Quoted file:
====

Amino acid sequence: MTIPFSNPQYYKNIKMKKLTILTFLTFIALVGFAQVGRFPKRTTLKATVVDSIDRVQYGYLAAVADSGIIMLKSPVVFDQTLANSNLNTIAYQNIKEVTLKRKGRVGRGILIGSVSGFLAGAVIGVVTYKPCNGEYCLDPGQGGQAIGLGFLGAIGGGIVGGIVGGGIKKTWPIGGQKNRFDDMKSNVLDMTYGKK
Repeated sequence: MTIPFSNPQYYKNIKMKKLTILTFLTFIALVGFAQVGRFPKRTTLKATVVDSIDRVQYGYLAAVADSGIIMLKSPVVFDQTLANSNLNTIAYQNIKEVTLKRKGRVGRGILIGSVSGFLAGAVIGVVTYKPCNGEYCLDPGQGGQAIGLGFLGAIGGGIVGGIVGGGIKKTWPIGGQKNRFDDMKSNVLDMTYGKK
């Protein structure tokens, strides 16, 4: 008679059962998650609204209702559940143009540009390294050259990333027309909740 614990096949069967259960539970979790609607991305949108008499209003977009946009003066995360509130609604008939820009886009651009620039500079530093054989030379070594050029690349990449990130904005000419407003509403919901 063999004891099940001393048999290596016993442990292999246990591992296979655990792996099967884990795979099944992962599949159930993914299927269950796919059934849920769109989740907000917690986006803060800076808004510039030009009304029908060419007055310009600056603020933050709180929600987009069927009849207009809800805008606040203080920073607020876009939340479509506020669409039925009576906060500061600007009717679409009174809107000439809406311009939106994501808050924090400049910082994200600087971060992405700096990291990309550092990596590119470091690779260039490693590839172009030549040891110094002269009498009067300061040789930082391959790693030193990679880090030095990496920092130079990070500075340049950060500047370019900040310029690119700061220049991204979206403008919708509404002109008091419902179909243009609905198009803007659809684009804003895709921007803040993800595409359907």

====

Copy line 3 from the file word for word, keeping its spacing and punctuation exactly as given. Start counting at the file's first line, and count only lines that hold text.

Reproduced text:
């Protein structure tokens, strides 16, 4: 008679059962998650609204209702559940143009540009390294050259990333027309909740 614990096949069967259960539970979790609607991305949108008499209003977009946009003066995360509130609604008939820009886009651009620039500079530093054989030379070594050029690349990449990130904005000419407003509403919901 063999004891099940001393048999290596016993442990292999246990591992296979655990792996099967884990795979099944992962599949159930993914299927269950796919059934849920769109989740907000917690986006803060800076808004510039030009009304029908060419007055310009600056603020933050709180929600987009069927009849207009809800805008606040203080920073607020876009939340479509506020669409039925009576906060500061600007009717679409009174809107000439809406311009939106994501808050924090400049910082994200600087971060992405700096990291990309550092990596590119470091690779260039490693590839172009030549040891110094002269009498009067300061040789930082391959790693030193990679880090030095990496920092130079990070500075340049950060500047370019900040310029690119700061220049991204979206403008919708509404002109008091419902179909243009609905198009803007659809684009804003895709921007803040993800595409359907």